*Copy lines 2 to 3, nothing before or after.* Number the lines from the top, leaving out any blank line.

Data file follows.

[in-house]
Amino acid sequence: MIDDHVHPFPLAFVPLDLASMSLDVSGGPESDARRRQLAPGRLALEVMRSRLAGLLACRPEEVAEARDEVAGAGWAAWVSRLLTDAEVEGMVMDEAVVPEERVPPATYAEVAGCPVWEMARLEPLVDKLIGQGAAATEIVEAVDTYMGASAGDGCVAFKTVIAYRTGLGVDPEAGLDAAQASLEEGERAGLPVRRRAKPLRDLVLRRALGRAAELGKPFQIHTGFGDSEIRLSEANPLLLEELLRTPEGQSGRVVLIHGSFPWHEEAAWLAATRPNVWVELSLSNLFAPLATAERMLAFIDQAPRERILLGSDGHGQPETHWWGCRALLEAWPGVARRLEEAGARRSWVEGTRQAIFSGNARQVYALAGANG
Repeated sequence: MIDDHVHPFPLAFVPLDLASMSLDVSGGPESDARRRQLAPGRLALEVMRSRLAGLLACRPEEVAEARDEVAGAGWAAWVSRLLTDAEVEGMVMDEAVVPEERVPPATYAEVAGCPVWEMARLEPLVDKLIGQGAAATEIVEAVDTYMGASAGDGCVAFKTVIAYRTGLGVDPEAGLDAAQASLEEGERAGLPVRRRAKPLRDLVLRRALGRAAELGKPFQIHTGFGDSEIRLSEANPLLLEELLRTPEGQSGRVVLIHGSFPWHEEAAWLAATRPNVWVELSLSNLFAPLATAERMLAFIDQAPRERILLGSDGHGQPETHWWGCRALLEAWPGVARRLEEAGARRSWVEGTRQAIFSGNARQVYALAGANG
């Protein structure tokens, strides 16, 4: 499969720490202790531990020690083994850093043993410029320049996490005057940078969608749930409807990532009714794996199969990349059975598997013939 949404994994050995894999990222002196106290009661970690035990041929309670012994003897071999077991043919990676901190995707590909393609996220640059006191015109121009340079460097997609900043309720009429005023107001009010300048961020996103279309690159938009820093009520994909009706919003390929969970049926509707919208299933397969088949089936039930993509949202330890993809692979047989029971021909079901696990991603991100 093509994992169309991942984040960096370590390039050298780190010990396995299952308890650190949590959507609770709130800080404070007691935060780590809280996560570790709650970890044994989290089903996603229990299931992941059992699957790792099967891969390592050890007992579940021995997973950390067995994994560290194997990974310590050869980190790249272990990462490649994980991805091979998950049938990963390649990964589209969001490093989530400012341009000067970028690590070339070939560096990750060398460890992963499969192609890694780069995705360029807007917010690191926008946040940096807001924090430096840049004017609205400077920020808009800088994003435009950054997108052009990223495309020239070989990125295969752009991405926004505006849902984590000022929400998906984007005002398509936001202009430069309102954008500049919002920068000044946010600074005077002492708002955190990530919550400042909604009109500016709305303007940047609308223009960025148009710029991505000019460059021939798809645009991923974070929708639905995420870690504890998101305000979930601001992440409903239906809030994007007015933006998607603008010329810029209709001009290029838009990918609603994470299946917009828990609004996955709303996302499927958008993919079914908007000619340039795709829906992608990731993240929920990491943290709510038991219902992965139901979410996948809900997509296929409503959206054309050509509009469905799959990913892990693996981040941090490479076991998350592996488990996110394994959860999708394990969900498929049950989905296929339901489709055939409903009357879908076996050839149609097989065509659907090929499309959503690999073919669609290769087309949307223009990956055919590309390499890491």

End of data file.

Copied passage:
Amino acid sequence: MIDDHVHPFPLAFVPLDLASMSLDVSGGPESDARRRQLAPGRLALEVMRSRLAGLLACRPEEVAEARDEVAGAGWAAWVSRLLTDAEVEGMVMDEAVVPEERVPPATYAEVAGCPVWEMARLEPLVDKLIGQGAAATEIVEAVDTYMGASAGDGCVAFKTVIAYRTGLGVDPEAGLDAAQASLEEGERAGLPVRRRAKPLRDLVLRRALGRAAELGKPFQIHTGFGDSEIRLSEANPLLLEELLRTPEGQSGRVVLIHGSFPWHEEAAWLAATRPNVWVELSLSNLFAPLATAERMLAFIDQAPRERILLGSDGHGQPETHWWGCRALLEAWPGVARRLEEAGARRSWVEGTRQAIFSGNARQVYALAGANG
Repeated sequence: MIDDHVHPFPLAFVPLDLASMSLDVSGGPESDARRRQLAPGRLALEVMRSRLAGLLACRPEEVAEARDEVAGAGWAAWVSRLLTDAEVEGMVMDEAVVPEERVPPATYAEVAGCPVWEMARLEPLVDKLIGQGAAATEIVEAVDTYMGASAGDGCVAFKTVIAYRTGLGVDPEAGLDAAQASLEEGERAGLPVRRRAKPLRDLVLRRALGRAAELGKPFQIHTGFGDSEIRLSEANPLLLEELLRTPEGQSGRVVLIHGSFPWHEEAAWLAATRPNVWVELSLSNLFAPLATAERMLAFIDQAPRERILLGSDGHGQPETHWWGCRALLEAWPGVARRLEEAGARRSWVEGTRQAIFSGNARQVYALAGANG